my plan is to:
a) stop buying the crackers
b) encourage/offer homemade baked goods (trying several recipes from, fresh fruit, string cheese, or popcorn. crackers are just so much easier. bleh. :P

i also am contemplating starting to bake my own bread. a couple issues with this:
i tried this before and was not very successful at it (think brick-like mounds useful as a doorstop). we also are the humble recipients of WIC and we now get a few loaves of bread free each month through this awesome program. the problem: all the loaves of bread approved to get that are available at our grocery stores here contain high fructose corn syrup. ugh. i could switch getting bread on our WIC checks to brown rice, but we don't eat much rice. maybe we should.
so we shall see if this happens. i think i will try a loaf or two this month and see what happens.

i am working on the other two goals too. just not ready to post anything on that yet. ;)


  1. well i read that whole thing and i'm VERY proud of you! i have good intentions of doing that as well, and have done a menu like that for the last 3 weeks! it REALLY cuts down on my trips to the store and i'm loving that! do you own a bread maker? i got one from a garage sale for $5 and LOVE it. try to use it often as we do eat a lot of bread! I have a secret for you. If you can find high gluton flour... that assists in making awsome bread. My home made bread that i've made w/o it, is MUCH heavier and not as moist. (i get mine from the Amish in WI) tho, so not much help to you! but good luck w/ your goals... i know you can do it! ;))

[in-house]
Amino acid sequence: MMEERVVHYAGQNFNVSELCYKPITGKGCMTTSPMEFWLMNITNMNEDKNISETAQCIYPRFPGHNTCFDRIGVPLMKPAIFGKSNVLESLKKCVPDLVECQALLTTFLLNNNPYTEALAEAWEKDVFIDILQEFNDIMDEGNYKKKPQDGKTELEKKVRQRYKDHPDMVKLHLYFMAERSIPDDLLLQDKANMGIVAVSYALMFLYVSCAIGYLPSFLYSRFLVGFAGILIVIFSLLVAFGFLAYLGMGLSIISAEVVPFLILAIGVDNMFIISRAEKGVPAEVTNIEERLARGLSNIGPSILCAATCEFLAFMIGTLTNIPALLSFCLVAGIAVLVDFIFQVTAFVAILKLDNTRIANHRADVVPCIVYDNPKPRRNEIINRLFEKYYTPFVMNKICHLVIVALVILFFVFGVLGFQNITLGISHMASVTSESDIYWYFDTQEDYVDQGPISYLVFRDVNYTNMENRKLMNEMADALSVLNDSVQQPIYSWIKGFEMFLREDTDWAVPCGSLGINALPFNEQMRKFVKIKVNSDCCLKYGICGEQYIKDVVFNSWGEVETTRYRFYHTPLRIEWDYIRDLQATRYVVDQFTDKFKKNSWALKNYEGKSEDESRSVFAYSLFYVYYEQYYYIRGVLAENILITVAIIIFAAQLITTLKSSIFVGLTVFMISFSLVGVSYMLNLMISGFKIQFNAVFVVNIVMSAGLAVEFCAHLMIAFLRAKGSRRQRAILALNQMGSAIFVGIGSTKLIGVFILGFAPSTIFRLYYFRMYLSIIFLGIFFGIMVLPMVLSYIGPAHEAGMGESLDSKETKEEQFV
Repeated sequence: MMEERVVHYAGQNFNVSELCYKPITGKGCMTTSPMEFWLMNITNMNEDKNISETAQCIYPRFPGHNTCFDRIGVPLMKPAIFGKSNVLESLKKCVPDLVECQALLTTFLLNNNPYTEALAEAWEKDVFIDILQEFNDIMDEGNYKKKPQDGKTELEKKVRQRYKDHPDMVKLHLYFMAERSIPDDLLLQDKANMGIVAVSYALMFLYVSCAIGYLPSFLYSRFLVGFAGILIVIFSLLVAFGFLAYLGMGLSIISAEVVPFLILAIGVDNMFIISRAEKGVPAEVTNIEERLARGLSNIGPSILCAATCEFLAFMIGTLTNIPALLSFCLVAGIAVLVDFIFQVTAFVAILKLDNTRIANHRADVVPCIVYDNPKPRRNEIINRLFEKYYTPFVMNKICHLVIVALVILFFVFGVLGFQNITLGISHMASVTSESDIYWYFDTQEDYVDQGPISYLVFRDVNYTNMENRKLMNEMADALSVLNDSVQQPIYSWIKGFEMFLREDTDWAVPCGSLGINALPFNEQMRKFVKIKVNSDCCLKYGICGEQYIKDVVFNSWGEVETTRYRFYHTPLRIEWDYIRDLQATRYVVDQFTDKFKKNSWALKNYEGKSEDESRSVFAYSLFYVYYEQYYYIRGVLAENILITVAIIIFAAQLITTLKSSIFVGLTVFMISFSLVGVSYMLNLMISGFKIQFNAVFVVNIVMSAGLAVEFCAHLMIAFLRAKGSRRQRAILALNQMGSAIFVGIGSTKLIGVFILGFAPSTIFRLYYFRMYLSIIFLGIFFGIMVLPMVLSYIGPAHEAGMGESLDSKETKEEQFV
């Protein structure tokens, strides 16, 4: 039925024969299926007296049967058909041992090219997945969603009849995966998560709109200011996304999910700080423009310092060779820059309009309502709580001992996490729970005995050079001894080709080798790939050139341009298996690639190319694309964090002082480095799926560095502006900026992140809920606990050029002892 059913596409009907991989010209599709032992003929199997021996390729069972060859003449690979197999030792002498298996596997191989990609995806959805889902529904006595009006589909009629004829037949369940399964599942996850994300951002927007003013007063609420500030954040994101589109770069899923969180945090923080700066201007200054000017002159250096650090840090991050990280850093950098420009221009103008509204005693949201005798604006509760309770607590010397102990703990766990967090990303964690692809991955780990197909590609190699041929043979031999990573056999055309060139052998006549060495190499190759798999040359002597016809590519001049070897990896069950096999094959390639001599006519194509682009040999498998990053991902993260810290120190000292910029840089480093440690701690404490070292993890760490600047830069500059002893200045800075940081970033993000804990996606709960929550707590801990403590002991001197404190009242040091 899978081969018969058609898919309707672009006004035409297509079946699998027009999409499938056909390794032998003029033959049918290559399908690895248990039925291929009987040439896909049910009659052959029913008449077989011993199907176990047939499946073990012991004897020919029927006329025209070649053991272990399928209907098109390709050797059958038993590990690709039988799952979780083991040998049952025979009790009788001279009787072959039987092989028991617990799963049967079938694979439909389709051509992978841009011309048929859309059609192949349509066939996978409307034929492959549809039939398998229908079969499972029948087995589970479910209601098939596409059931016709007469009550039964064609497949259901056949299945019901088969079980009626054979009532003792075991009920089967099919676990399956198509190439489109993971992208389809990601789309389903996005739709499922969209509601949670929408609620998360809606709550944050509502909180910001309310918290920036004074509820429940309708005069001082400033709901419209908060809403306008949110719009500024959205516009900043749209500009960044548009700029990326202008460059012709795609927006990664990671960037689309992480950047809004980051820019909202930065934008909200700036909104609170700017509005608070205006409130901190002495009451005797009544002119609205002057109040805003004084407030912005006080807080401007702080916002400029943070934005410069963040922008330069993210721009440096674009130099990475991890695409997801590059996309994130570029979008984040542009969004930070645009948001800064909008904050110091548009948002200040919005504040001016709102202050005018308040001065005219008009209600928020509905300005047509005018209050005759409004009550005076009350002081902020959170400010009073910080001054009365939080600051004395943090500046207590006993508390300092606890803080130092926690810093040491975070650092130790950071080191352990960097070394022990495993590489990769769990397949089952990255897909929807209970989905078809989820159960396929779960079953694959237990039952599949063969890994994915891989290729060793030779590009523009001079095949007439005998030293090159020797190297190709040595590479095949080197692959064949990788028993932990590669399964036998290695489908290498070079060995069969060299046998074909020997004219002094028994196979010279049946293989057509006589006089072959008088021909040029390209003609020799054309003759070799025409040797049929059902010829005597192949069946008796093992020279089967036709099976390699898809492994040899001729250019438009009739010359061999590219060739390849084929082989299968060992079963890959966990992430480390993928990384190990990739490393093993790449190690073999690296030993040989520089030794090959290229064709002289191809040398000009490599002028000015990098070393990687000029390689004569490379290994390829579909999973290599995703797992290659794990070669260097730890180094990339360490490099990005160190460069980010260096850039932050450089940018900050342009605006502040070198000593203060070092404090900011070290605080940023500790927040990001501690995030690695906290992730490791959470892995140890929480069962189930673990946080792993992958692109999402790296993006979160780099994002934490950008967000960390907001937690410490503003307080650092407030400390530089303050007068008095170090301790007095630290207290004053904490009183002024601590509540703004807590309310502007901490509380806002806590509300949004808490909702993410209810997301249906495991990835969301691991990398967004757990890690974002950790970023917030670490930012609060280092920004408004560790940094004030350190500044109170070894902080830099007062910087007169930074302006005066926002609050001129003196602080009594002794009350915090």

2. Hey there, I love reading your blog and would sign up as a fan if I knew how! Way to go on the goal/plans for eating healthier. Making your own yogurt sounds pretty impressive and I might have to check out the link to the granola. Let us all know how it goes!! Kara Ewing

  3. You are amazing! I get nervous just thinking about making my own bread... but boy oh boy, that smell! That fresh bread smell... Even if they are bricks. It might be worth it just for that. ;) I am a fan and would trade you garden produce for bread! -Lea

  4. Hi, I just stumbled on your blog another one, I can't remember which, but I've been making my own bread for a couple years using a bread machine. If you don't have one, ask around your friends or even craigslist or freecycle if you have one in your area. Tons of people buy them and never use them and are wanting to get rid of them. I found that if you mix the bread on the mixing cycle only, then transfer it over into a loaf pan,cover and let rise, and then bake in the oven, you get a much more tasty loaf and avoid that brick-like bread. Here's my favorite recipe so far for everyday bread:

    And we make our own pizza too. My fav recipe here we split into two oiled bowls and cover to rise and then roll out.
    And in case you're interested :) here's a fabulous pizza sauce.

    Just buying 5lb bags of flour can be expensive, but if you have a bulk foods store like Costco, we get huge bags for way cheap and also yeast in bulk for the same price as the little jars at grocery stores. We store the excess flour in 5 gallon food safe drums and these last us about 3 months, so the upfront investment is worth it.


I {heart} your nice comments